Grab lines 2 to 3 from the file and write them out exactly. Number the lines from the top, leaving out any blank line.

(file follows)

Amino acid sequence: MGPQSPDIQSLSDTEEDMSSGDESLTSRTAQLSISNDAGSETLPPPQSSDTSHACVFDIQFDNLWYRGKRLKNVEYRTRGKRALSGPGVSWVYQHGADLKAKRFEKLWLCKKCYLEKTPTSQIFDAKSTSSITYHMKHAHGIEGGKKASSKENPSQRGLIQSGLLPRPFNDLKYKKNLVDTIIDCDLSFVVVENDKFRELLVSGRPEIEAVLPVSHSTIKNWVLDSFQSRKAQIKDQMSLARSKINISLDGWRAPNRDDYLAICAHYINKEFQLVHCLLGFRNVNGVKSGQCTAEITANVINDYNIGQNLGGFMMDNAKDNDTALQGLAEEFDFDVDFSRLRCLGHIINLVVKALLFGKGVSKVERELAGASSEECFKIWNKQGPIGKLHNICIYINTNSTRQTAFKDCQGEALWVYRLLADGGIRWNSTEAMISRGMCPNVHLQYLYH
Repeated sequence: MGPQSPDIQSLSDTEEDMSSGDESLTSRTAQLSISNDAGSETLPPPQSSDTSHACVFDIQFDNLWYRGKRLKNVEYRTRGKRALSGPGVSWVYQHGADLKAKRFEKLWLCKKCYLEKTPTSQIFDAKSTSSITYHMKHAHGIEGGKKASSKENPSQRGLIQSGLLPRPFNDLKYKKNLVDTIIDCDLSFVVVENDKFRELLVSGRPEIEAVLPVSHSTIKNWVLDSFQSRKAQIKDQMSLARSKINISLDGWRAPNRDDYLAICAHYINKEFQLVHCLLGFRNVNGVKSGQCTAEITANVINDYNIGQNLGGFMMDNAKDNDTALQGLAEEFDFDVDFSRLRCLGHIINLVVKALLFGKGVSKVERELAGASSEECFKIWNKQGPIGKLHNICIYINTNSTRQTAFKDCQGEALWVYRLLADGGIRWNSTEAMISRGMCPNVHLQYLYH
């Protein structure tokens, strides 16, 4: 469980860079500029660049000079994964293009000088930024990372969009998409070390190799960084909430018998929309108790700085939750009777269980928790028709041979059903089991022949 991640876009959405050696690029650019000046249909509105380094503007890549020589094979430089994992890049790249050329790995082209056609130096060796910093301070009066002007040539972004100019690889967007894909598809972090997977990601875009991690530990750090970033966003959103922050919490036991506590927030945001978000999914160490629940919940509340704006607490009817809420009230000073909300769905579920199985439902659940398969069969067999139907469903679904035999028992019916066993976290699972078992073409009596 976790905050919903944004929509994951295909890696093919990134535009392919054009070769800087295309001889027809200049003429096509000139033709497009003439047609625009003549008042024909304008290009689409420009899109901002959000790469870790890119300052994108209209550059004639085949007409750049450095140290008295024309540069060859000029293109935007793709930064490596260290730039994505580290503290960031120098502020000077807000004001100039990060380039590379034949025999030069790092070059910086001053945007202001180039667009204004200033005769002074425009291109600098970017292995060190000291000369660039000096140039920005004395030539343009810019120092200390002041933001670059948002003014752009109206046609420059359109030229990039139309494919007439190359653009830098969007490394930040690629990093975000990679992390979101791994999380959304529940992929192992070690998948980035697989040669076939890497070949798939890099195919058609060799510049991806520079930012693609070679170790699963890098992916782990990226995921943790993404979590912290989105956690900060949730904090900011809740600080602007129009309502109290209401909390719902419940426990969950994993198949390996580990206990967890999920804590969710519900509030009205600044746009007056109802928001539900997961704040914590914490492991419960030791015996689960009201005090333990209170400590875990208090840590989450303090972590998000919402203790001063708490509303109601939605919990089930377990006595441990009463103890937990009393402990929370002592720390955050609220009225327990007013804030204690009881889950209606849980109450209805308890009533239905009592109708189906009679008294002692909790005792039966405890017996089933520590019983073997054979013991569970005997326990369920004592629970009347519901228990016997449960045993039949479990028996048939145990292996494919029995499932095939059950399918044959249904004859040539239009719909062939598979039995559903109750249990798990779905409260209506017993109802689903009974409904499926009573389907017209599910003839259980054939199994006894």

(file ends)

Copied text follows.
Repeated sequence: MGPQSPDIQSLSDTEEDMSSGDESLTSRTAQLSISNDAGSETLPPPQSSDTSHACVFDIQFDNLWYRGKRLKNVEYRTRGKRALSGPGVSWVYQHGADLKAKRFEKLWLCKKCYLEKTPTSQIFDAKSTSSITYHMKHAHGIEGGKKASSKENPSQRGLIQSGLLPRPFNDLKYKKNLVDTIIDCDLSFVVVENDKFRELLVSGRPEIEAVLPVSHSTIKNWVLDSFQSRKAQIKDQMSLARSKINISLDGWRAPNRDDYLAICAHYINKEFQLVHCLLGFRNVNGVKSGQCTAEITANVINDYNIGQNLGGFMMDNAKDNDTALQGLAEEFDFDVDFSRLRCLGHIINLVVKALLFGKGVSKVERELAGASSEECFKIWNKQGPIGKLHNICIYINTNSTRQTAFKDCQGEALWVYRLLADGGIRWNSTEAMISRGMCPNVHLQYLYH
């Protein structure tokens, strides 16, 4: 469980860079500029660049000079994964293009000088930024990372969009998409070390190799960084909430018998929309108790700085939750009777269980928790028709041979059903089991022949 991640876009959405050696690029650019000046249909509105380094503007890549020589094979430089994992890049790249050329790995082209056609130096060796910093301070009066002007040539972004100019690889967007894909598809972090997977990601875009991690530990750090970033966003959103922050919490036991506590927030945001978000999914160490629940919940509340704006607490009817809420009230000073909300769905579920199985439902659940398969069969067999139907469903679904035999028992019916066993976290699972078992073409009596 976790905050919903944004929509994951295909890696093919990134535009392919054009070769800087295309001889027809200049003429096509000139033709497009003439047609625009003549008042024909304008290009689409420009899109901002959000790469870790890119300052994108209209550059004639085949007409750049450095140290008295024309540069060859000029293109935007793709930064490596260290730039994505580290503290960031120098502020000077807000004001100039990060380039590379034949025999030069790092070059910086001053945007202001180039667009204004200033005769002074425009291109600098970017292995060190000291000369660039000096140039920005004395030539343009810019120092200390002041933001670059948002003014752009109206046609420059359109030229990039139309494919007439190359653009830098969007490394930040690629990093975000990679992390979101791994999380959304529940992929192992070690998948980035697989040669076939890497070949798939890099195919058609060799510049991806520079930012693609070679170790699963890098992916782990990226995921943790993404979590912290989105956690900060949730904090900011809740600080602007129009309502109290209401909390719902419940426990969950994993198949390996580990206990967890999920804590969710519900509030009205600044746009007056109802928001539900997961704040914590914490492991419960030791015996689960009201005090333990209170400590875990208090840590989450303090972590998000919402203790001063708490509303109601939605919990089930377990006595441990009463103890937990009393402990929370002592720390955050609220009225327990007013804030204690009881889950209606849980109450209805308890009533239905009592109708189906009679008294002692909790005792039966405890017996089933520590019983073997054979013991569970005997326990369920004592629970009347519901228990016997449960045993039949479990028996048939145990292996494919029995499932095939059950399918044959249904004859040539239009719909062939598979039995559903109750249990798990779905409260209506017993109802689903009974409904499926009573389907017209599910003839259980054939199994006894």